This will be the coalition’s last full year, and it is remarkable how few people are talking about how it will all end. Last January, every conversation in Westminster was about when the two parties would disengage. Tory ministers were eyeing up the jobs that would be available once their coalition partners had left the cabinet table, Liberal Democrats mused on the ways that, once freed from the chains of office, they could demonstrate that they were a truly independent force. Now such chatter has gone. Instead, troops on both sides reluctantly accept that the coalition will continue until the election is called.
What’s changed? It’s all to do with Nick Clegg. His position is now the strongest it has been since his party entered -government, and he’s convinced that walking out early would damage the public’s view both of the Lib Dems and of coalitions in general. Not all his cabinet colleagues agree, of course. Vince Cable might prefer to leave government several months before the election, so that the Lib Dems can establish ‘equidistance’ between the two main parties. But after the job that Clegg’s allies did on him at last year’s party conference in Glasgow, Cable is keeping his head down.
Even so, you can expect the coalition to look and feel different in 2014. Clegg and Cameron will each spend more time talking about what their parties think and less about the government’s shared position. They have to show that they are governing competently together but at the same time emphasise their distinctiveness.
Emphasising distinctiveness is a more urgent matter for the Liberal Democrats. The risk they face at the next election is that voters who liked the government will back the Tories, and those who didn’t will go for Labour. They have to find ways to show the electorate that they are making a difference to what the coalition does.
The Tories, meanwhile, are more than happy to see the Lib Dems written out of the script. Ministers were told at a recent Tory political cabinet that they must not complain about what their coalition partners are stopping them doing — that makes them look impotent — but instead talk about what the Tories would do on their own. They want the election to be a straight choice between David Cameron and Ed Miliband. This, they believe, is the best way to maximise their vote and squeeze down Ukip’s.
The Liberal Democrats, though, are confident that they can stay in the picture. ‘Every time they write us out of the script,’ one Clegg confidant declares, ‘we’ll write ourselves back in.’ And the easiest way to do that is by saying no. When the Liberal Democrats block something, it’s news, particularly if they goad the Tories into a response.
It should worry Cameron and his cabinet colleagues, for example, that Clegg’s -circle speak so fondly of the coalition row a few months back about ‘qualified teachers’. In truth, the fight wasn’t entirely intentional. Clegg, trying to carve out some distinctive turf on education, simply reiterated the Lib Dem policy that even teachers in free schools had to be state-certified. But someone forgot properly to warn the Tories, who took it as an attack on agreed coalition policy. Both No. 10 and those close to Michael Gove screamed blue murder. For Clegg’s lot, it was a great, if unexpected, success. The tussle gave them ‘cut-through’ on education, an issue the Tories had owned within the coalition, and showed Lib Dem voters in the public sector that the party was still standing up for them against the Tories’ reforming zeal.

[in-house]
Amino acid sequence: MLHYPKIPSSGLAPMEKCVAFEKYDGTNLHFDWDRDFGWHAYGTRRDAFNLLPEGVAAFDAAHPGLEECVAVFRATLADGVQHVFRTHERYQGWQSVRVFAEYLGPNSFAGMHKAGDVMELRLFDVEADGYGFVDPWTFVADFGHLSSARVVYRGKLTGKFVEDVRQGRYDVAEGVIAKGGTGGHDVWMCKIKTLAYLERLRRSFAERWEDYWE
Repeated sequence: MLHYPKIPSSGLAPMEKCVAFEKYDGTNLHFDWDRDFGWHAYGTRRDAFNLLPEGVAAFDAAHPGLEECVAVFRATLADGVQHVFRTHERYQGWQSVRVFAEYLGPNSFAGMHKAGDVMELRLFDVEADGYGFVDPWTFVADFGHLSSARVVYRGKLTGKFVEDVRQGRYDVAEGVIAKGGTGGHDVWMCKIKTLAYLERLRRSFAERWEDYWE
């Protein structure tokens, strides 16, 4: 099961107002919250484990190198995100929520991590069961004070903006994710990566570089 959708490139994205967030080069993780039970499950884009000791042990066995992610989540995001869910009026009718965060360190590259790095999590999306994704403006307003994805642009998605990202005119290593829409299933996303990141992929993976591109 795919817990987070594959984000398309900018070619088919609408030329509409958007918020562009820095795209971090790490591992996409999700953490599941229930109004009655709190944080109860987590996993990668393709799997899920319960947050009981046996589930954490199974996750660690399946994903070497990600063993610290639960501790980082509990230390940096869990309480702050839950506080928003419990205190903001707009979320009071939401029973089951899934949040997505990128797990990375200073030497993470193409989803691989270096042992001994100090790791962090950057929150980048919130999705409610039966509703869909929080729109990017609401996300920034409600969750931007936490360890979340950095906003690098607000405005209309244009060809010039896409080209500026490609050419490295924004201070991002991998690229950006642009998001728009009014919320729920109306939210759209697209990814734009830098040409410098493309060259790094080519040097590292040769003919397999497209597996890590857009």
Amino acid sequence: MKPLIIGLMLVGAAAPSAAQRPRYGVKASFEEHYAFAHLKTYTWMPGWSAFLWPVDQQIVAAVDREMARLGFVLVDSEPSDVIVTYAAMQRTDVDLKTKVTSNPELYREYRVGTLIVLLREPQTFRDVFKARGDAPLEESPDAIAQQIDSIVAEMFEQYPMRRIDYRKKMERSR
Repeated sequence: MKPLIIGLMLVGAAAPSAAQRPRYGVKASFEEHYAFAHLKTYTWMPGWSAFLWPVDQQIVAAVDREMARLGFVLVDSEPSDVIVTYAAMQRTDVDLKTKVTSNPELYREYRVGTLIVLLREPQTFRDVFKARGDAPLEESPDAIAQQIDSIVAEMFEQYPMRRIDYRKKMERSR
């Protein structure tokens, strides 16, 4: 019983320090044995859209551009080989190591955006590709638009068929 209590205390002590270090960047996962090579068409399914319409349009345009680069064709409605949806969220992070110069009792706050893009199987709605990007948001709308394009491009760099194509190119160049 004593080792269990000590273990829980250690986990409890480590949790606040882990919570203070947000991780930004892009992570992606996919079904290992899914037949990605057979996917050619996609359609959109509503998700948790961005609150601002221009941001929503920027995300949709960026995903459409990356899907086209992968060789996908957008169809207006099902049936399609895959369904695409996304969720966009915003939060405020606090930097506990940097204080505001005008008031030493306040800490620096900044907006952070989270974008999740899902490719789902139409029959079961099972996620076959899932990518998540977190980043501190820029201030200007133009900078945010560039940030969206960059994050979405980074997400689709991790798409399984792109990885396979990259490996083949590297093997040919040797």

Some of Clegg’s intellectual supporters worry that criticising from within risks reviving the dangerous question of whether Clegg actually stands for anything. It could, they fear, confirm the voters’ sense that Liberal Democrats speak with forked tongues. They also worry that it is unsustainable for their ministers — as with David Laws on the teaching question — to be left defending in Parliament policies with which their party has publicly disagreed.
Many Tory backbenchers want the Lib Dems not just out of the script but out of government. They dream of persuading Cameron to adopt positions that would force his coalition partners to quit. That, one senior backbencher explains, is partly why so many Tory MPs signed the motion to unilaterally (and illegally) extend immigration transition controls on Romanian and Bulgarians. I’m told we can expect plenty more freelance operations of this sort in the coming months — indeed, if Ukip beats the Conservatives in the European elections in May, they could become a defining feature of the second half of the year.
The Liberal Democrats want to govern with the Tories while persuading the public that they could work equally well with Labour. It will be a difficult trick to pull off. When I pressed one Liberal Democrat on whether he really didn’t care whether the Chancellor was George Osborne or Ed Balls, he blushed deepest red. But the leadership believes that equivocation is electorally imperative. Their current voters are evenly split on the question of their preferred coalition partner. The Liberal Democrat campaign will try to squeeze the Labour vote in Tory-leaning seats and the Tory vote in Labour-leaning ones. As one operative puts it, ‘You just have to like us more than the big party you dislike most.’
What is keeping Liberal Democrat spirits up is the belief that, one way or another, they will be in government again after the next election. They are not alone in thinking this. One Tory number-cruncher recently worked up a detailed general-election projection which factored in the usual swing back towards the governing party, individual seat data and the likely Tory squeeze on Ukip. The predicted result: 292 Tory seats and 292 Labour ones, and the Liberal Democrats once again holding the balance of power.
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